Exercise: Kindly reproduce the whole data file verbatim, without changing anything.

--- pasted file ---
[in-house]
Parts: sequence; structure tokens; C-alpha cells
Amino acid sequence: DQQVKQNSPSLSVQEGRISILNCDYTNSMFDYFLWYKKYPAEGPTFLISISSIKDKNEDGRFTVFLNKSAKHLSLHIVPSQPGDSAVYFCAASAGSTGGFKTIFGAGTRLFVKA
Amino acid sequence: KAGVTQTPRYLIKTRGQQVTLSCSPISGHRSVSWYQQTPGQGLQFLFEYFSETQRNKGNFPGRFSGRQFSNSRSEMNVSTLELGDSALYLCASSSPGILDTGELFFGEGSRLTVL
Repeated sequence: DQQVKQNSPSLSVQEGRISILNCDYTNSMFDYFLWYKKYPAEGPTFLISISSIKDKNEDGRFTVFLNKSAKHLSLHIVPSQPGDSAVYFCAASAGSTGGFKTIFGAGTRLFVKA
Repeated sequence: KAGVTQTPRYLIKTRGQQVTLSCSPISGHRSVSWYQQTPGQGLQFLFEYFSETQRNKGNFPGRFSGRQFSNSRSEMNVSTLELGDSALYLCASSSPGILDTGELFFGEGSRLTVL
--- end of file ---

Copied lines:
[in-house]
Parts: sequence; structure tokens; C-alpha cells
Amino acid sequence: DQQVKQNSPSLSVQEGRISILNCDYTNSMFDYFLWYKKYPAEGPTFLISISSIKDKNEDGRFTVFLNKSAKHLSLHIVPSQPGDSAVYFCAASAGSTGGFKTIFGAGTRLFVKA
Amino acid sequence: KAGVTQTPRYLIKTRGQQVTLSCSPISGHRSVSWYQQTPGQGLQFLFEYFSETQRNKGNFPGRFSGRQFSNSRSEMNVSTLELGDSALYLCASSSPGILDTGELFFGEGSRLTVL
Repeated sequence: DQQVKQNSPSLSVQEGRISILNCDYTNSMFDYFLWYKKYPAEGPTFLISISSIKDKNEDGRFTVFLNKSAKHLSLHIVPSQPGDSAVYFCAASAGSTGGFKTIFGAGTRLFVKA
Repeated sequence: KAGVTQTPRYLIKTRGQQVTLSCSPISGHRSVSWYQQTPGQGLQFLFEYFSETQRNKGNFPGRFSGRQFSNSRSEMNVSTLELGDSALYLCASSSPGILDTGELFFGEGSRLTVL